NBC writer examines geothermal dispute

mcwdA contributing writer to NBC News, Linda Carroll, has examined the conflict between Mammoth Community Water District and Ormat Geothermal. Her story appears online. The Water District shared the information in what they are calling the “In Case You Missed It Series”. While network news writers rarely pay attention to minor water wars in the Eastern Sierra, it is known that Mammoth Community Water District paid $125,000 for a public relations firm to create a higher profile of the fight with Ormat.

The NBC writer calls it a “bitter battle” playing out. She describes Ormat’s plan to increase pumping of hot water from a deep underground source and the fact that residents fear this could threaten the cold water aquifer that supplies as much as 70% of the community’s drinking water.

The story says locals aren’t against geothermal power but do want the company to commit to drilling dedicated deep wells that would allow constant monitoring of changes and provide warning of threats.

Ms. Carroll also quotes Ormat Senior Vice President Bob Sullivan as agreeing that monitoring is important. She quotes him as saying he doesn’t believe there’s a need to drill expensive deep wells solely to keep track of water pressures and chemistry. Sullivan is quoted as saying that the hot zone can be monitored by taking working wells off line periodically to gather measurements.

The story says hot water is removed at one location and returned at another. Bill Evans, a research chemist with the U.S. Geological Survey, is quoted as saying that it’s possible removing the water could cause a pressure drop in the geothermal zone that might then draw down water from the upper cold water reservoir.

NBC says the town wants four deep wells to be drilled along with more shallow ones for monitoring. The USGS suggests one or two. Ormat says no dedicated deep monitoring wells are needed.

Water District Manager Patrick Hayes says Ormat wants the risk to be borne by the community. He is quoted as saying that the deep monitoring wells are his community’s “insurance.”

Bill Evans of USGS says “somewhere a compromise has to be struck.” So, there’s the latest in talk over Mammoth’s water supply and Ormat’s need for hot water.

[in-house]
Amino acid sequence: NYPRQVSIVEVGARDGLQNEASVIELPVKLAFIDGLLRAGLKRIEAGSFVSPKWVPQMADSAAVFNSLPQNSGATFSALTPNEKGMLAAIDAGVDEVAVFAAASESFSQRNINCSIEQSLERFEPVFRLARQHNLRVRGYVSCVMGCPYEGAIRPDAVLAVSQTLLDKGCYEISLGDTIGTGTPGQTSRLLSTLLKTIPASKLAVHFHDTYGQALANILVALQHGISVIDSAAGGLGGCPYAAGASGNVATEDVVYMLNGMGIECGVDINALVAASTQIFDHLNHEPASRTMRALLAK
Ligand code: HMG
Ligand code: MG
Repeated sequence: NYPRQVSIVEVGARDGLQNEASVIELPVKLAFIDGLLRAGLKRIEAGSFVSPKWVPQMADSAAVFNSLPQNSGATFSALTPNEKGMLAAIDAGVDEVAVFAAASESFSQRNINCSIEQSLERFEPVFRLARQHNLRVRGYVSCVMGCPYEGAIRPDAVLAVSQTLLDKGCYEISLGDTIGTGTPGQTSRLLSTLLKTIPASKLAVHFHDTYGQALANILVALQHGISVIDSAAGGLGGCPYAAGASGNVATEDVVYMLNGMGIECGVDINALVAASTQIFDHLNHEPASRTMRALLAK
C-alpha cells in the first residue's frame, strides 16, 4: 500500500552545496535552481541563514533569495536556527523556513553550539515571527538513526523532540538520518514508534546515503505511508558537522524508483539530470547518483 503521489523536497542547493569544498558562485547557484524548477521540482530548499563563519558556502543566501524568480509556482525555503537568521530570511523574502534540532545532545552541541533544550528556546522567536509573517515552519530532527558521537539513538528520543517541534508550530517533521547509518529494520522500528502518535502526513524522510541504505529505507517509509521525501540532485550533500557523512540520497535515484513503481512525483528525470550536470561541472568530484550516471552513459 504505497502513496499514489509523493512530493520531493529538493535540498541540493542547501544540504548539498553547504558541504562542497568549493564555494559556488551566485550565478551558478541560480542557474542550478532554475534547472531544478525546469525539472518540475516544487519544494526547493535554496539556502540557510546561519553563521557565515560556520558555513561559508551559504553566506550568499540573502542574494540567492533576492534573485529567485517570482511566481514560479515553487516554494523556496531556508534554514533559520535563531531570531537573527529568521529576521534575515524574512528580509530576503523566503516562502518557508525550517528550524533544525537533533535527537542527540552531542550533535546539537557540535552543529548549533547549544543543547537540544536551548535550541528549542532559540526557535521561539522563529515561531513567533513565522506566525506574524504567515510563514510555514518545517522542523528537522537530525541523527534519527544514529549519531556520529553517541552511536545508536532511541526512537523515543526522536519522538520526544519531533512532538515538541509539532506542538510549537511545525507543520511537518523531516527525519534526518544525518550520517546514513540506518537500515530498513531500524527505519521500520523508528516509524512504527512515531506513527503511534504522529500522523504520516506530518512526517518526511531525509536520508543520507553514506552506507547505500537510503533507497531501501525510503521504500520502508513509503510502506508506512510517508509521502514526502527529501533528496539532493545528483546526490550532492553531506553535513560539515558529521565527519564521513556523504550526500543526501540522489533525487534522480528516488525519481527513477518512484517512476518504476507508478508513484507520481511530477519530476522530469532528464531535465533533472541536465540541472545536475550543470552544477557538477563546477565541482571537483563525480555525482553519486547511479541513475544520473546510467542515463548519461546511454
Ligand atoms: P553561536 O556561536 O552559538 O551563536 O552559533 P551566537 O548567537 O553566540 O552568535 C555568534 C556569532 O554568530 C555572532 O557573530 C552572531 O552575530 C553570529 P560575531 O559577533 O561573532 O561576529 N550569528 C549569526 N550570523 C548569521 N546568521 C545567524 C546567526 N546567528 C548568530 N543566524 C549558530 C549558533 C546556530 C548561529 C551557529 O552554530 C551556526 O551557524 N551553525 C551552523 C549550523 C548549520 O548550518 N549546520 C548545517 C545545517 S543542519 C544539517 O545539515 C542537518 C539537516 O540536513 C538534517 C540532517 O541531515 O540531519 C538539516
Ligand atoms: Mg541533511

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2 Responses to NBC writer examines geothermal dispute

  1. Ken Warner October 8, 2014 at 3:50 am #

    Geothermal energy seems like a great way to get cheap, renewable energy 7/24. But the energy generation has to be done carefully and with consideration of the local environment.

    The big island of Hawaii is having trouble with their geothermal generation and the parent company of the generation site is also ORMAT.


    “The only time there would be emissions is if there was a break in the pipe or some kind of venting in an emergency,” explains Gary Gill, interim director of the state Department of Health. “In that case PGV has three monitors and the Department of Health has one standard monitor. This community is on the flank of a volcano, so it kind of depends on the direction of the wind what you smell on a given day.” Critics argue that four air-quality monitors are not nearly enough, and individual air monitors are now being distributed to some members of the community.

    Then there are the fears about fracking, or hydraulic fracturing, which many environmentalists find troubling due to its potential to cause severe groundwater contamination and earthquakes. With hydraulic fracturing, water, sand and chemicals are injected into the earth to open fractures in the shale. Oil and gas then seep into the fractures and are pumped out. Some geothermal developers, including PGV’s parent company, Ormat Technologies, have begun to experiment with a process called “enhanced geothermal systems,” or EGS, in which pressurized water is injected into the earth to open rock fissures underground, making room for steam and liquid that can be heated by the geothermal rock. The difference is that EGS is used to open existing rock fissures rather than create new ones, and the water injected into the ground generally matches that naturally found at the surface: It contains some minerals, but no chemicals or sand. EGS can also cause tiny earthquakes.

    • Philip Anaya October 8, 2014 at 4:47 pm #

      Thanks for the great link KW. What an assortment of Issues


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